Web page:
Monday, March 5, 2012

Today's Train of Thought- Snowy Stampede, March 5, 2012

Today's Train of Thought takes us to Washington State and a portion of the former Northern Pacific once deemed redundant and mothballed.

Completed in the late 1880s, the Northern Pacific line through Stampede Pass was pivotal for the railway to compete with other lines serving the fledgling timber town and seaport of Seattle. While some lines had opted for the less topgraphically punishing route along the Columbia River before making the (relatively) short trip up north from Portland, OR or Vancouver, WA, one of Northern Pacific's competitors- the Great Northern- was working on a line through Stevens Pass.

Both the Great Northern and Northern Pacific lines through the Cascade range east of Seattle were fraught with numerous, time-consuming switchbacks- Northern Pacific could reportedly only run 5 cars at a time over the Stampede pass line when it first opened. Both lines would resort to drilling tunnels under the mountain ranges.

The Northern Paficic's Stampede Pass Tunnel would weigh in at just under a mile, and ironically, would be considered redundant a little over a decade after the Northern Pacific and Great Northern merged (along with the Chicago, Burlington & Quincy and Spokane, Portland & Seattle) in 1970 to form the Burlington Northern.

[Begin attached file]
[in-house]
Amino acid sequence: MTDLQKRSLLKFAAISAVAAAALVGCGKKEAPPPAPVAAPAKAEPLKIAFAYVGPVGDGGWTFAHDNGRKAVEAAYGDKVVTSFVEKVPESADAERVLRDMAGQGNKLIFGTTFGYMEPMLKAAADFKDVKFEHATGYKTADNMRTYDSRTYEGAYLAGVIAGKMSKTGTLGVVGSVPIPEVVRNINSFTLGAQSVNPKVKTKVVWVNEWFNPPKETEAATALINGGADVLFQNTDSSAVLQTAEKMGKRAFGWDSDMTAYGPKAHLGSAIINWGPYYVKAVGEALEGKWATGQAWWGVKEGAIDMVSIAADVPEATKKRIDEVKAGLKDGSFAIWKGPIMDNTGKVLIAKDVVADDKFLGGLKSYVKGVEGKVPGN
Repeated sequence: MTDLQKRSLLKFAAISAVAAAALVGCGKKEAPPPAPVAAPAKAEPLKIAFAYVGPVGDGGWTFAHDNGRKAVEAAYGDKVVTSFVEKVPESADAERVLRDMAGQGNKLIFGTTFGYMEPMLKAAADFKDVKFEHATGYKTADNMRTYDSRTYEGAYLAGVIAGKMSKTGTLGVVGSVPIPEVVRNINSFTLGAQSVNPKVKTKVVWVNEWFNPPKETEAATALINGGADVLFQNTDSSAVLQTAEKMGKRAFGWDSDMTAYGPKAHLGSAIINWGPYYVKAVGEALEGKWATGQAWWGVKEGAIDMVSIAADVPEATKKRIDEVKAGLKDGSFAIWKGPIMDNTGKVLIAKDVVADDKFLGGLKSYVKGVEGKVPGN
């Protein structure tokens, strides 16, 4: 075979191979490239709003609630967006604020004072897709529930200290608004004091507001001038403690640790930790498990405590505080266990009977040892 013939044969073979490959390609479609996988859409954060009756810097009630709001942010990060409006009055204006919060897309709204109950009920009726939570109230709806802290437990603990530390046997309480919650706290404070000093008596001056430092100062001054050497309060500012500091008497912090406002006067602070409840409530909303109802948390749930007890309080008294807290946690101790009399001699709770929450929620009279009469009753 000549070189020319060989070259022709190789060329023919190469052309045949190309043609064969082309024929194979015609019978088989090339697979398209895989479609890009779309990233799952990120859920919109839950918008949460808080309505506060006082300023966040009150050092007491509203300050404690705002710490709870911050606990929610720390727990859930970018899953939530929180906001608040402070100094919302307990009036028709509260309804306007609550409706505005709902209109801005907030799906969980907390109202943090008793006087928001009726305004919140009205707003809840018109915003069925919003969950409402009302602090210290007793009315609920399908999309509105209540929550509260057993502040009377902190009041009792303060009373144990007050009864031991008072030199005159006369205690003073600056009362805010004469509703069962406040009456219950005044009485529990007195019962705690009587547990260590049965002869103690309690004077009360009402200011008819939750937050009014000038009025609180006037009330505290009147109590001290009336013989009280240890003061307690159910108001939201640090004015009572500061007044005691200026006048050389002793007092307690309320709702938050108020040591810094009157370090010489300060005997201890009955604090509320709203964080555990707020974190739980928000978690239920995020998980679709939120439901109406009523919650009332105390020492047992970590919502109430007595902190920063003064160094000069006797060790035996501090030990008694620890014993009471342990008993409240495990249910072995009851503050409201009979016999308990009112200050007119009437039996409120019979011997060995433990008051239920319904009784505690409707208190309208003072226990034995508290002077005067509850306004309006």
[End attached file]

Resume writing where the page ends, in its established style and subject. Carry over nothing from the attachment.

By the mid-1980s, the line through Stampede Pass was mothballed and the Burlington Northern track east of the pass and in the Yakima area was sold off to the Washington Central shortline. However, by the early 1990s, congestion problems at Stevens pass were becoming apparent and by the time the Burlington Northern's merger with the Santa Fe was complete, the Stampede Pass line was reopened and the BNSF purchased the former Northern Pacific track back from Washington Central.

While this did alleviate much of the congestion on both the Columbia River lines and Stevens Pass Route, a new problem arose a few years after the Stampede Pass line reopened. The tunnels and snowsheds were too low to accomodate double-stacked containers. Instead, the line primarily handles unit coal and grain trains as well as general merchandise freights.

Of course, even if it can't handle double-stack containers, one still needs to keep the line clear of snow and obstructions. Here, contributor Mike Bjork caught BNSF GP39-2 #2901 and GP38 #2260 with rotary snowplow #972811 making its way across the high trestle at Stampede, WA on the final day of 2007. A month later, the plow would be involved in a derailment at East Auburn, WA.

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